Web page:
Student Contributor: Max J. Starkie*
Facts: A client brought an action for malpractice and breach of fiduciary duty against his attorney and law firm after the attorney, a member of a local city council, voted in favor of a construction moratorium that was adverse to the client. The 14th Judicial District Court, Dallas County granted summary judgment for the attorney and law firm. The client appealed. The Dallas Court of Appeals reversed and remanded. Review by the Texas Supreme Court was granted. The Texas Supreme Court reversed and rendered judgment ruling that the client-appellant take nothing.
In 1992, an attorney and shareholder with the law firm of Jenkins & Gilchrist, P.C., who also served as a legislator on a city council, began his representation of Two Thirty Nine Joint Venture. He provided legal service for 239 JV’s formation, its acquisition, development, and sale of 239 acres of land in Irving, Texas.
The attorney-legislator voted in favor of an ordinance that adversely affected 239 JV. Specifically, he voted in favor an ordinance that would place a 120-day moratorium on apartment construction in Irving, Texas. The ordinance imposing the moratorium passed unanimously. As a result, the potential buyer of 239 JV’s acreage cancelled the contract with 239 JV. 239 JV claimed that the attorney-legislator’s vote as a council member quashed a land sale the group had in the works. The attorney-legislator did not disclose information about the meeting to anyone at the law firm or 239 JV about the meeting, its agenda, or his position on the moratorium. The attorney-legislator later voted in favor of an extension of the moratorium on two more occasions.
In April, 1997, 239 JV filed a lawsuit against the attorney-legislator and his law firm of Jenkins & Gilchrist, P.C. The pleadings alleged that the attorney-legislator and his law firm owed 239 JV “a duty of ordinary care and a fiduciary duty and one of loyalty” and that the actions of the law firm and the attorney-legislator constituted a breach of those duties. 239 JV also alleged that the attorney and the law firm failed to disclose the conflict of interest created by the attorney’s involvement with the moratorium while the firm represented 239 JV in ongoing efforts to sell a tract of land for an apartment building and failure to disclose matters that were material to the firm’s representation of 239 JV.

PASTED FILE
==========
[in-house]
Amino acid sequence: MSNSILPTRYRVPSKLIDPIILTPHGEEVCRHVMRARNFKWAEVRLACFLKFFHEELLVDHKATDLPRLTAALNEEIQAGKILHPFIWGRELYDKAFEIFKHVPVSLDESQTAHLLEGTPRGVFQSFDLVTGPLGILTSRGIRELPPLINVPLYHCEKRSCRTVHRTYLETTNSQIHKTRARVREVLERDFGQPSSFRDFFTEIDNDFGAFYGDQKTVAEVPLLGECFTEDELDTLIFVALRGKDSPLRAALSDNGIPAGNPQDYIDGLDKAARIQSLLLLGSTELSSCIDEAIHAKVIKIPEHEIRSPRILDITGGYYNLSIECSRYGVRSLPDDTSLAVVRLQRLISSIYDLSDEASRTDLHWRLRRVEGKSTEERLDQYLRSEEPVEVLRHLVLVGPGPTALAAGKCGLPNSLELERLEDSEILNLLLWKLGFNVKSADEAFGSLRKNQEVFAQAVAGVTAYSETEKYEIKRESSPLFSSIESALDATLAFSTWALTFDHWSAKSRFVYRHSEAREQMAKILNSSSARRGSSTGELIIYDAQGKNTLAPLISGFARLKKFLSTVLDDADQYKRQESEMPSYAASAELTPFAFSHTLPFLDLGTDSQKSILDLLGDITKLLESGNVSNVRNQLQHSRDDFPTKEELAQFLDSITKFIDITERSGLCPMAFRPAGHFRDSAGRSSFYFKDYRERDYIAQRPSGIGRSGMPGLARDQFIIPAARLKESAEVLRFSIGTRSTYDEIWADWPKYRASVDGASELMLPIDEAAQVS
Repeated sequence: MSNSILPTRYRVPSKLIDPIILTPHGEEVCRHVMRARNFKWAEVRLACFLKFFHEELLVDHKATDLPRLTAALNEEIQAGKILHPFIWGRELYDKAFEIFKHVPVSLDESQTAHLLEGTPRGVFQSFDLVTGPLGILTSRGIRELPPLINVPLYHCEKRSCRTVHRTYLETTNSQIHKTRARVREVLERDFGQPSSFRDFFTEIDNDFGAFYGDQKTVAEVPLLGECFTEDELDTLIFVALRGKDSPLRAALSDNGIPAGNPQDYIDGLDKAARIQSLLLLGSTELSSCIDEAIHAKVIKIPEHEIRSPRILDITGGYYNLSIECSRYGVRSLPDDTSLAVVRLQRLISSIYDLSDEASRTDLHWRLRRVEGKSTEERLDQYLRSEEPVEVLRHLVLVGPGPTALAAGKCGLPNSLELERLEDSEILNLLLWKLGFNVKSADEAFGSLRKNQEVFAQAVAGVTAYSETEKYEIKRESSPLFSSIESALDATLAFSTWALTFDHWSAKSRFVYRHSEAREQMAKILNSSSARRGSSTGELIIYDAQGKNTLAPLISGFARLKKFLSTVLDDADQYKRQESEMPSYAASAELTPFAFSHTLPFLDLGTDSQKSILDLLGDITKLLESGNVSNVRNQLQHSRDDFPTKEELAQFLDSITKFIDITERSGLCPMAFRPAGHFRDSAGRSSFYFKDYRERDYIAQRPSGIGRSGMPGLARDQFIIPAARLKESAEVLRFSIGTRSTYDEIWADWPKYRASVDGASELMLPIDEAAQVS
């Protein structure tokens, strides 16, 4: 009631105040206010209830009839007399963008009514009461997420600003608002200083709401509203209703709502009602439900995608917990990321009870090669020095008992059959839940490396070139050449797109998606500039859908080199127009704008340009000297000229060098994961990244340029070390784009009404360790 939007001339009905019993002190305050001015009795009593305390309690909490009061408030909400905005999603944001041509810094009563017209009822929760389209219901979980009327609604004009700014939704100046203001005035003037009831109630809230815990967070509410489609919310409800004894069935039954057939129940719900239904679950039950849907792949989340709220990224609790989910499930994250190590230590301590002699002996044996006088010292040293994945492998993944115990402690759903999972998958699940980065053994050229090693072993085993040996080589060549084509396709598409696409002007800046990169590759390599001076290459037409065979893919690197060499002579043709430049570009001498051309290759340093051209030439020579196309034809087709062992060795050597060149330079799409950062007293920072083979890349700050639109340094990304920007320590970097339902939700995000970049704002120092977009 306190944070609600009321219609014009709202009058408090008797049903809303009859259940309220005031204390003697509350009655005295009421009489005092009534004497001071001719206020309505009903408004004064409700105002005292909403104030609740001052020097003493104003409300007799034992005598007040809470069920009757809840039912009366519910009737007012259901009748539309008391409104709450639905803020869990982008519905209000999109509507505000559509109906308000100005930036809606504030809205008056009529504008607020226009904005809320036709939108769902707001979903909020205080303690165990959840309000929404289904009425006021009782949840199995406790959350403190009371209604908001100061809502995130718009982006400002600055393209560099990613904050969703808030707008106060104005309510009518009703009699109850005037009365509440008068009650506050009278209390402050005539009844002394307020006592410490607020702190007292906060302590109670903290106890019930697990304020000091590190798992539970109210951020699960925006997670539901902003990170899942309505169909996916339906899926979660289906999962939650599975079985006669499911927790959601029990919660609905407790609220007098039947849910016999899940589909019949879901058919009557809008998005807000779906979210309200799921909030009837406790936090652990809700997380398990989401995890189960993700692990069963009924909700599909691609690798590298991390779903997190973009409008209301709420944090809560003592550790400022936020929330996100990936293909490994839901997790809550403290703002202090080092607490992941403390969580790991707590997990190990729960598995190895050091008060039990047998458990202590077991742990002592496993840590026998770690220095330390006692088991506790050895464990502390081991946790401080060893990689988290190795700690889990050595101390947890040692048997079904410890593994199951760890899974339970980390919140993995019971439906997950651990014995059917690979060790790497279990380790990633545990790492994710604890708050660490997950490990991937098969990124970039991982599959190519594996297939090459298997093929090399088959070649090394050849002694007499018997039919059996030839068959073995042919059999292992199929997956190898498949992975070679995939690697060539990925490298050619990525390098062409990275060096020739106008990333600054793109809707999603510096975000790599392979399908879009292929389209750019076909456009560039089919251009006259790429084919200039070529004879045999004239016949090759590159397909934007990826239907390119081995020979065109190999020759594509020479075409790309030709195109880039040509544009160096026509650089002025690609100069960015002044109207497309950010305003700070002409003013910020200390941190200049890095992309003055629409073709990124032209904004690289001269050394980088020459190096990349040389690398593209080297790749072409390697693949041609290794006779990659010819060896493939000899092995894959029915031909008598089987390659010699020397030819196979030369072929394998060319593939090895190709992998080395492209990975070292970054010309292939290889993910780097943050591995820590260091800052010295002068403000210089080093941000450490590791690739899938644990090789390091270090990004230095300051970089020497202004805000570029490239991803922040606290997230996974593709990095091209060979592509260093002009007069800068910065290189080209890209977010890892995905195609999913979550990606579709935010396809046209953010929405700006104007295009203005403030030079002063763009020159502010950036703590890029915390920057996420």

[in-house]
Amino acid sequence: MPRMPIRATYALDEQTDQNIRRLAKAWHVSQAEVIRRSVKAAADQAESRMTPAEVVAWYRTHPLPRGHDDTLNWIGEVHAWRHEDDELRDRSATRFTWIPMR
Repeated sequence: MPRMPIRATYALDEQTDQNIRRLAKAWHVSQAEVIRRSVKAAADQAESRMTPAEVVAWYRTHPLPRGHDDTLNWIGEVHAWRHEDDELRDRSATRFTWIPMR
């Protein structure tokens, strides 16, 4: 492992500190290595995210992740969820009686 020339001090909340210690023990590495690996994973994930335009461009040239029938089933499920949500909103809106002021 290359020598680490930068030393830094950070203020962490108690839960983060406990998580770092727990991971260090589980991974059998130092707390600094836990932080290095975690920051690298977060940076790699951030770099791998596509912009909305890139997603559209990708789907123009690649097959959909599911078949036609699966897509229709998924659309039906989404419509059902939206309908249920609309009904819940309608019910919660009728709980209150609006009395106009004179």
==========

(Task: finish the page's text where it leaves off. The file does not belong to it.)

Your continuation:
Issue: Whether the applicability of legislative and official immunity to legislators, who are also practicing attorneys and who encounter a conflict between their public and private professional responsibilities, shields lawyer-legislators from civil liability for activities within their legislative capacities?
Ruling: When these obligations conflict, the Court held that legislative immunity shields lawyer-legislators from civil liability for activities within their legislative capacities. In other words, clients cannot sue lawyer-legislators for voting as legislators against clients’ interests.
Lesson: The decision allows numerous Texas attorneys to continue serving on public boards and in elected office without worrying about numerous possible conflicts posed by representing specific private clients as attorneys.
This decision is important because it spells out that lawyer-legislators are now free from having clients control how they vote, a proposal that would have made it nearly impossible for lawyers to serve in public office. Had the decision not been reversed, it could have been a disastrous outcome for lawyers who serve on public bodies.
A lawyer-legislator’s clients also have reasons to be troubled by the decision. If a client is going to hire an attorney-legislator, the client should be careful about what issues are coming up before his attorney because that attorney now has no obligation to inform the client of anything he’s learned in the course of his legislative duty. In other words, legislative immunity trumps the fiduciary duty a lawyer owes a client.
Max J. Starkie is a second year law student at Texas Tech University School of Law, and a candidate for his J.D. in May 2011. He was an advocate on the AAJ National Mock Trial Team for the Texas Tech University School of Law. He has served as a law clerk for the Honorable Judge Royal Hansen of the Third District Court in Salt Lake City, Utah. He served as a Police Officer in the State of Utah for approximately seven years prior to attending law school. Max received his B.S. in Criminal Justice from Utah Valley University.
Posted in: Texas